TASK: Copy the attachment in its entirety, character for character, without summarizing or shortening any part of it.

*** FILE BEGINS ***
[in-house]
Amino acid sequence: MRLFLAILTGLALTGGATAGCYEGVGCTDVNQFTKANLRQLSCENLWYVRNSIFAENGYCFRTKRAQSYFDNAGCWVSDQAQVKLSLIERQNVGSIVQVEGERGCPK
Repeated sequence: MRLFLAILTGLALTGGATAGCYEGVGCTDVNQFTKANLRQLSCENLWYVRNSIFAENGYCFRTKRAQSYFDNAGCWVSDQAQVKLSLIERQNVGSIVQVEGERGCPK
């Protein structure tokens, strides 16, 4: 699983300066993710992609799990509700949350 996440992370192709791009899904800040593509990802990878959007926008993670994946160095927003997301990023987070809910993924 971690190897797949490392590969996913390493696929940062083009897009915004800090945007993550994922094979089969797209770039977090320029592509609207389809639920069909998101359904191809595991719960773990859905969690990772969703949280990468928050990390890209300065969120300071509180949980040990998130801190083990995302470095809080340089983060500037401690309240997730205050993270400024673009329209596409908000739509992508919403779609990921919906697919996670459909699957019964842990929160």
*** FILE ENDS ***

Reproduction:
[in-house]
Amino acid sequence: MRLFLAILTGLALTGGATAGCYEGVGCTDVNQFTKANLRQLSCENLWYVRNSIFAENGYCFRTKRAQSYFDNAGCWVSDQAQVKLSLIERQNVGSIVQVEGERGCPK
Repeated sequence: MRLFLAILTGLALTGGATAGCYEGVGCTDVNQFTKANLRQLSCENLWYVRNSIFAENGYCFRTKRAQSYFDNAGCWVSDQAQVKLSLIERQNVGSIVQVEGERGCPK
């Protein structure tokens, strides 16, 4: 699983300066993710992609799990509700949350 996440992370192709791009899904800040593509990802990878959007926008993670994946160095927003997301990023987070809910993924 971690190897797949490392590969996913390493696929940062083009897009915004800090945007993550994922094979089969797209770039977090320029592509609207389809639920069909998101359904191809595991719960773990859905969690990772969703949280990468928050990390890209300065969120300071509180949980040990998130801190083990995302470095809080340089983060500037401690309240997730205050993270400024673009329209596409908000739509992508919403779609990921919906697919996670459909699957019964842990929160």